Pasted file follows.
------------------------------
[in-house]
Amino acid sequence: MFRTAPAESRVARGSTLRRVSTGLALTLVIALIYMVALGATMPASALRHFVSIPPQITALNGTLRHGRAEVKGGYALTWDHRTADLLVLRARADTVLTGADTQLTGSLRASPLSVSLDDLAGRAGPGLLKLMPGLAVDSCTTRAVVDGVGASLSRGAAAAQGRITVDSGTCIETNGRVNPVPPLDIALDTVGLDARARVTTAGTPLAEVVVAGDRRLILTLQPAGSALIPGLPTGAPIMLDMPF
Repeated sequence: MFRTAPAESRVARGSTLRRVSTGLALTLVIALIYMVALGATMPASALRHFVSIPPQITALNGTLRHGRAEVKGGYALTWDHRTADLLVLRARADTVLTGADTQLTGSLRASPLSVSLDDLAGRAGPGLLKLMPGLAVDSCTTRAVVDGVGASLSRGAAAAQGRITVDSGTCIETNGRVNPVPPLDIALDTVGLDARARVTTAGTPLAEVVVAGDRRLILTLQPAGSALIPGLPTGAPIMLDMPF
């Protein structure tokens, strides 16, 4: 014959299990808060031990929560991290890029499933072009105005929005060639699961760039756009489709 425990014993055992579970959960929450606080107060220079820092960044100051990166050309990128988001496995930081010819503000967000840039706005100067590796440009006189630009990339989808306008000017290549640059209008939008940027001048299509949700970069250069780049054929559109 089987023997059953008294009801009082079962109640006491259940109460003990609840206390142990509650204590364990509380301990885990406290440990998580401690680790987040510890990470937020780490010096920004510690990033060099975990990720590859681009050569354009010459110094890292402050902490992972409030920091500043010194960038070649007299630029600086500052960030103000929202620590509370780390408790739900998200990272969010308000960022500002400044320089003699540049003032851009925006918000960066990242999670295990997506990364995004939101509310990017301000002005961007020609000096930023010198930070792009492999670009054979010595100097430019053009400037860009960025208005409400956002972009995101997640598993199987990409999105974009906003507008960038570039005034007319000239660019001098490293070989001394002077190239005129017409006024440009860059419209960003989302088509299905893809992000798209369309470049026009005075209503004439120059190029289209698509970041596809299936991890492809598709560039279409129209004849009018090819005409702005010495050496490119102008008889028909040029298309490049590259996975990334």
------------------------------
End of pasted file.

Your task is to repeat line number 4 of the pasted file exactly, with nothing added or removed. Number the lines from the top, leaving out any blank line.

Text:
């Protein structure tokens, strides 16, 4: 014959299990808060031990929560991290890029499933072009105005929005060639699961760039756009489709 425990014993055992579970959960929450606080107060220079820092960044100051990166050309990128988001496995930081010819503000967000840039706005100067590796440009006189630009990339989808306008000017290549640059209008939008940027001048299509949700970069250069780049054929559109 089987023997059953008294009801009082079962109640006491259940109460003990609840206390142990509650204590364990509380301990885990406290440990998580401690680790987040510890990470937020780490010096920004510690990033060099975990990720590859681009050569354009010459110094890292402050902490992972409030920091500043010194960038070649007299630029600086500052960030103000929202620590509370780390408790739900998200990272969010308000960022500002400044320089003699540049003032851009925006918000960066990242999670295990997506990364995004939101509310990017301000002005961007020609000096930023010198930070792009492999670009054979010595100097430019053009400037860009960025208005409400956002972009995101997640598993199987990409999105974009906003507008960038570039005034007319000239660019001098490293070989001394002077190239005129017409006024440009860059419209960003989302088509299905893809992000798209369309470049026009005075209503004439120059190029289209698509970041596809299936991890492809598709560039279409129209004849009018090819005409702005010495050496490119102008008889028909040029298309490049590259996975990334």